Around 30 healthy adult volunteers took part in the study in which they were placed on a 13-day schedule during the first four days of which they were allowed to sleep for eight hours a day. For the next six days, the volunteers were woken up after just six hours while on the final two days, they were allowed to sleep for 10 hours in a day in order to recover from their lack of sleep on the preceding days.
The researchers monitored the volunteers' health and performance using a variety of different tests on three different days during the period and found that after five days of deprived sleep, the volunteers were sleepier on both objective and subjective tests compared to baseline levels. The researchers also found that while the sleepiness went away after the extra sleep recovery period, their ability to pay attention had also deteriorated during the period and did not improve after the recovery.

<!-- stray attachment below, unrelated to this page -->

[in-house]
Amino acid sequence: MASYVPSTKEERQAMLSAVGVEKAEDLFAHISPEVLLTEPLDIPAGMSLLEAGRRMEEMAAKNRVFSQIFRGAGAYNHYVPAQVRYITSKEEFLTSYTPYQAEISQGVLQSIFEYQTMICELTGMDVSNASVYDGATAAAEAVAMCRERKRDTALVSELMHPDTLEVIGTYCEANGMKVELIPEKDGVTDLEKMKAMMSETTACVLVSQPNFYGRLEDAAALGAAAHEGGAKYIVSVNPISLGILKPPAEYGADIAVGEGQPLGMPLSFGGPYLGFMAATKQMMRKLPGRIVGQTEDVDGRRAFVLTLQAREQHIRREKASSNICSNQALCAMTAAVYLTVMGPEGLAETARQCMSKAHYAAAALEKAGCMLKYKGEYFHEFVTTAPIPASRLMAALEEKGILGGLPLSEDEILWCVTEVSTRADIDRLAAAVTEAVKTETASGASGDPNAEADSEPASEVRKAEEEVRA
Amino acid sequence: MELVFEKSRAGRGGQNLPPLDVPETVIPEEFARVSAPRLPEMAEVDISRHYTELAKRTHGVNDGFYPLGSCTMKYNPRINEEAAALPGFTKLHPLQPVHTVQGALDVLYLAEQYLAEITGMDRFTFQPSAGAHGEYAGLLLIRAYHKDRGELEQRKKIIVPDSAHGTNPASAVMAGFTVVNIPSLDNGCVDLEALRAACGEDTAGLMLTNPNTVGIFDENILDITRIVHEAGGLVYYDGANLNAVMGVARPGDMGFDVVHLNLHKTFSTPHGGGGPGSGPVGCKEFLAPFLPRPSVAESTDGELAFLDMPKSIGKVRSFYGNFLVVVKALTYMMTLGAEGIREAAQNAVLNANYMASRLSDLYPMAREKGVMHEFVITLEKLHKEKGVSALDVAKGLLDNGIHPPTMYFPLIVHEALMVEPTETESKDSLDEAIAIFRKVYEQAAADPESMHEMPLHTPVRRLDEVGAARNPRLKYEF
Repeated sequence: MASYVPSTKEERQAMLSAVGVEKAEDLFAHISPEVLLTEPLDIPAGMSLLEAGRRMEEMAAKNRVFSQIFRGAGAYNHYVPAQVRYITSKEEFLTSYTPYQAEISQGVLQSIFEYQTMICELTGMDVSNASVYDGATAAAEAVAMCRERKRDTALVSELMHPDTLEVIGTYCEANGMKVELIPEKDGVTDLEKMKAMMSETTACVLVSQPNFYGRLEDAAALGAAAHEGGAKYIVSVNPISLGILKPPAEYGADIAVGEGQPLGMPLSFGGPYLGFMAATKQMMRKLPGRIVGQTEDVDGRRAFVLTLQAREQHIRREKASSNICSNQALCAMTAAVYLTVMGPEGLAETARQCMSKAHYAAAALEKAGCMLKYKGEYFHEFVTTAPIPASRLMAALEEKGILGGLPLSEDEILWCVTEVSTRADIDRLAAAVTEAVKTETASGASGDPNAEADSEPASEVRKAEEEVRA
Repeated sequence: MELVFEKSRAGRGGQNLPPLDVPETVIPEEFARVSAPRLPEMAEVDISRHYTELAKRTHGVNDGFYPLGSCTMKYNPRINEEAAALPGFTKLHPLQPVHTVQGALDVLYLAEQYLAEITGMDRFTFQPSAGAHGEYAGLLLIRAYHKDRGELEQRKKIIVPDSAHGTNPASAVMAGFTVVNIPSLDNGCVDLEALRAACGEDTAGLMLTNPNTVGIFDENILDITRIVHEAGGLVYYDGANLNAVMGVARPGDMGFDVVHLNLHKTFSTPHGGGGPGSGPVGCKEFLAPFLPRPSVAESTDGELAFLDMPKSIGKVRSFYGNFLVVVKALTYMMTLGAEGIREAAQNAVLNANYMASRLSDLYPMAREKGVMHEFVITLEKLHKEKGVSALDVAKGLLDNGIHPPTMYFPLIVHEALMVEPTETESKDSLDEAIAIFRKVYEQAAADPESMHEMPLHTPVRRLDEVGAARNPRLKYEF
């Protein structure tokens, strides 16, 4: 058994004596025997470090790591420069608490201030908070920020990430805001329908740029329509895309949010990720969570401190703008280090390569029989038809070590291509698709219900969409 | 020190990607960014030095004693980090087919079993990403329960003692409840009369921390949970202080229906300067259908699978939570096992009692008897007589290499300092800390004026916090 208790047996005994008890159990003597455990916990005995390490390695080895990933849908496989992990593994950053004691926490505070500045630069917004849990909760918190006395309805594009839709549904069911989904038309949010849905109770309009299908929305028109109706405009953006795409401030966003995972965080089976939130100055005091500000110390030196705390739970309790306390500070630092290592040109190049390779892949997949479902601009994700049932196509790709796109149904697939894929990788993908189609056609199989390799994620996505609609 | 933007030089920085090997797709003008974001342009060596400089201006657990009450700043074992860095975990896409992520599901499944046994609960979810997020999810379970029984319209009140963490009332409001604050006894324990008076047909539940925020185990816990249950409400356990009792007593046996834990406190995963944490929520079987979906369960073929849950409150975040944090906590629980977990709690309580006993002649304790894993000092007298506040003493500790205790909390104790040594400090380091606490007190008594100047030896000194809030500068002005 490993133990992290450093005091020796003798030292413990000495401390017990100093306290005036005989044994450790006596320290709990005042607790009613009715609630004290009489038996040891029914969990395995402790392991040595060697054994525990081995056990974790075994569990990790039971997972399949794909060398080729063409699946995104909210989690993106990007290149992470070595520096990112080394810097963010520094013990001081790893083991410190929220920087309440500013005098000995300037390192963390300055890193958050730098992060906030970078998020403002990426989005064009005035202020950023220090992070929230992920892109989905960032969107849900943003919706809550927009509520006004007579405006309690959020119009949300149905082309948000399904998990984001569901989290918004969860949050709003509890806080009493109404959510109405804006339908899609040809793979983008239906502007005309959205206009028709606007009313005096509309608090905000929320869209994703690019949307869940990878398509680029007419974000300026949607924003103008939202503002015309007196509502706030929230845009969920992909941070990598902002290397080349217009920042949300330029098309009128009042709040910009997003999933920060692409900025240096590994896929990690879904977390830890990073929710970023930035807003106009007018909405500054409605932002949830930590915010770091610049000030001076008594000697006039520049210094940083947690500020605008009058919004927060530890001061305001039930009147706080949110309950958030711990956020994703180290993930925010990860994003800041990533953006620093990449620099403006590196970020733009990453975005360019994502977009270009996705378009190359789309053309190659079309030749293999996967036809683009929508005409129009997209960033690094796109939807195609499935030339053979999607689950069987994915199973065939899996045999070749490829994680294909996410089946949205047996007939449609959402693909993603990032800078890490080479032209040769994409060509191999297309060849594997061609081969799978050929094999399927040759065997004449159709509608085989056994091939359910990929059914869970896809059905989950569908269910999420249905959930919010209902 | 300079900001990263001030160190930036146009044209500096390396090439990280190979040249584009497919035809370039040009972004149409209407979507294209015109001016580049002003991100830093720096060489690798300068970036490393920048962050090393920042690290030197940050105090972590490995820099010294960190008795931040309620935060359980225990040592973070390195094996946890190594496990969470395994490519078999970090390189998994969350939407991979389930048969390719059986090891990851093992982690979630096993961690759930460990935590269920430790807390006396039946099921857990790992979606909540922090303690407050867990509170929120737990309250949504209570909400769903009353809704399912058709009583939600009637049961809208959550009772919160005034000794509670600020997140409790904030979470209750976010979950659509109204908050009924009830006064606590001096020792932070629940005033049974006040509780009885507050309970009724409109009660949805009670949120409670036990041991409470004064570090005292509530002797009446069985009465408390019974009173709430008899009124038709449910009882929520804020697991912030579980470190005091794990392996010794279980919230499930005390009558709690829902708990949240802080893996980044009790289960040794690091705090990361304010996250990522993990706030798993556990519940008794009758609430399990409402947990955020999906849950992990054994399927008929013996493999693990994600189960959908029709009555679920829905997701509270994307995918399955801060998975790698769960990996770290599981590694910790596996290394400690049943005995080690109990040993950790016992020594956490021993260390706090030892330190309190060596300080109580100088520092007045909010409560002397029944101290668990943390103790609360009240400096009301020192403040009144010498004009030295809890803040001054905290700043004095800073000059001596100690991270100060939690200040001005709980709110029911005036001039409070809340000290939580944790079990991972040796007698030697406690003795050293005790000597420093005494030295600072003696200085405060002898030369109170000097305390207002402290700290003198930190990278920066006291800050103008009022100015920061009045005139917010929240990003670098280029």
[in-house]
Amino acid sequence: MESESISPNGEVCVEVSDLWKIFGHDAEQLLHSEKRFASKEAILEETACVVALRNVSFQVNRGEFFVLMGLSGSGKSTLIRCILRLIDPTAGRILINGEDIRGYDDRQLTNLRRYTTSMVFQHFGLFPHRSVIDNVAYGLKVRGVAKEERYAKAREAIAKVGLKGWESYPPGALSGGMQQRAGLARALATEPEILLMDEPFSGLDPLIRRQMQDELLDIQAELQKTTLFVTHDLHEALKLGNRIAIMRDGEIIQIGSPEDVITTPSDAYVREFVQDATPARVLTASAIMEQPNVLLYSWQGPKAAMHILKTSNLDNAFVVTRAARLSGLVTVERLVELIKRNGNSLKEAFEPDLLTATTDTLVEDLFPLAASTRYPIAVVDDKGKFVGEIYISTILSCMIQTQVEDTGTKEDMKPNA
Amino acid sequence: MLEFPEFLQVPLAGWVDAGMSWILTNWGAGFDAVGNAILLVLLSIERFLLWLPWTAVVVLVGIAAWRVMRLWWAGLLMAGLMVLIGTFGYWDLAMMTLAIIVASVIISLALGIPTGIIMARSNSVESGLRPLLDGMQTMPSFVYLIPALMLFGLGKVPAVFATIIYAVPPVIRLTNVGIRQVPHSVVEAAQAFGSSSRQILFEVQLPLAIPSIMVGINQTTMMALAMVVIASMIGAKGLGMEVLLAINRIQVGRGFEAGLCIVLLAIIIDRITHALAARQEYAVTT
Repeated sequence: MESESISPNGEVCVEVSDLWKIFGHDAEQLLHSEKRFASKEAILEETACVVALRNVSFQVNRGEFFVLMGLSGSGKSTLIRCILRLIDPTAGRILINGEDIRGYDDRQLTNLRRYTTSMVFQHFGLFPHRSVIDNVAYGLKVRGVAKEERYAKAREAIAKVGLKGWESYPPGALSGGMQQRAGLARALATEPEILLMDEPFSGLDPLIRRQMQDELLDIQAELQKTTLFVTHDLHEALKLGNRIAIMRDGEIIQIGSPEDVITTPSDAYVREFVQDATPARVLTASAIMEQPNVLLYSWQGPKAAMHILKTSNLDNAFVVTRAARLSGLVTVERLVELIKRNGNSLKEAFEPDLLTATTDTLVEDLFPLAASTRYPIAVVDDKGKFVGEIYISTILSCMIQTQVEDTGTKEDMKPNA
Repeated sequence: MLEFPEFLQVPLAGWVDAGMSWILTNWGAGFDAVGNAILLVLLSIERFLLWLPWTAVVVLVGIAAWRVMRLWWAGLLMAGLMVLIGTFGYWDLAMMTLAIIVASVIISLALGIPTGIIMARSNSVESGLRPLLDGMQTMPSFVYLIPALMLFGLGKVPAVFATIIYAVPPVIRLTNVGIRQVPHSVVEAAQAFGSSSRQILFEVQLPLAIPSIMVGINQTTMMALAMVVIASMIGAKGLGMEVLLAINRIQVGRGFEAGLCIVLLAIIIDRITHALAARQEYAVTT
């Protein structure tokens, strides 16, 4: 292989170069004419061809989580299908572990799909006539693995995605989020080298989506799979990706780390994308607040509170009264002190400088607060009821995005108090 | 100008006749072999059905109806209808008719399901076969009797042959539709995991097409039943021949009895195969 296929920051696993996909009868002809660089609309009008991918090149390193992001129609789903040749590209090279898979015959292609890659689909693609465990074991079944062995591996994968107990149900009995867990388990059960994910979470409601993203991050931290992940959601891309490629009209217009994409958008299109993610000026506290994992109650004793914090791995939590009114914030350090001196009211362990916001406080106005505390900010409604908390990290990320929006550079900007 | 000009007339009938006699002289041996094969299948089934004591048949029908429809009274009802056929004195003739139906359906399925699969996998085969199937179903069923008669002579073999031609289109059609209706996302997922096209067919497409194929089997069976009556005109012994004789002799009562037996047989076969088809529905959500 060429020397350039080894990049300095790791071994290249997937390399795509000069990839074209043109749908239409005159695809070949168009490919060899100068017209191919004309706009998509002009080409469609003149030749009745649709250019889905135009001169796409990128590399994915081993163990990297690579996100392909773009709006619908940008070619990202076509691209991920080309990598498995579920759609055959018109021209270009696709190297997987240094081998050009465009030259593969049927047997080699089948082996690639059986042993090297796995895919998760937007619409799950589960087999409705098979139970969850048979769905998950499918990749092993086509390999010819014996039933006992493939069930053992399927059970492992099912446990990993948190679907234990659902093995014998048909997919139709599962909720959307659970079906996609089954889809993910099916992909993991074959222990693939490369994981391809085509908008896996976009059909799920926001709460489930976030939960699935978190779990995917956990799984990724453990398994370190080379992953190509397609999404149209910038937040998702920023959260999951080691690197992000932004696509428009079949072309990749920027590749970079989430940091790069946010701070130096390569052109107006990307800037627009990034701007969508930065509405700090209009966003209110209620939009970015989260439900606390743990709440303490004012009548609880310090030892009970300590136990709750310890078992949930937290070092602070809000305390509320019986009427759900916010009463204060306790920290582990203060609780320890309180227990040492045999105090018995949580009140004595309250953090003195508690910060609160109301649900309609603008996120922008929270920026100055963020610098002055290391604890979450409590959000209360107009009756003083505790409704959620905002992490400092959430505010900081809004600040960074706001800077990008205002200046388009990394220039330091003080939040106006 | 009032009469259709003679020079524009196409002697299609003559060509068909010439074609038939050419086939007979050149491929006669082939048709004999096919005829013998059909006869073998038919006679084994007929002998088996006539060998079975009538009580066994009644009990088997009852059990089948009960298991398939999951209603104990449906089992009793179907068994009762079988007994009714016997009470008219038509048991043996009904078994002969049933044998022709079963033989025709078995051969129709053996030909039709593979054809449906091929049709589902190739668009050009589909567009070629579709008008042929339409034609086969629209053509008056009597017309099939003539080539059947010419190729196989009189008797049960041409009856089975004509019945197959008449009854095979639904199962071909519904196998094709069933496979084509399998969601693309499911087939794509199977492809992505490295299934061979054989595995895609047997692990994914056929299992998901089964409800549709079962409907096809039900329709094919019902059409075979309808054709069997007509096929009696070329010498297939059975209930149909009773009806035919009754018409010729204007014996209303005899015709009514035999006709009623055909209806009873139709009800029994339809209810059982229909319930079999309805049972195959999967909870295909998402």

"Two nights of extended recovery sleep may not be sufficient to overcome behavioral alertness deficits resulting from mild sleep restriction. This may have important implications for people with safety-critical professions, such as health-care workers, as well as transportation system employees (drivers, pilots, etc.) The long-term effects of a repeated sleep restriction/sleep recovery weekly cycle in human remains unknown", the researchers wrote in their report.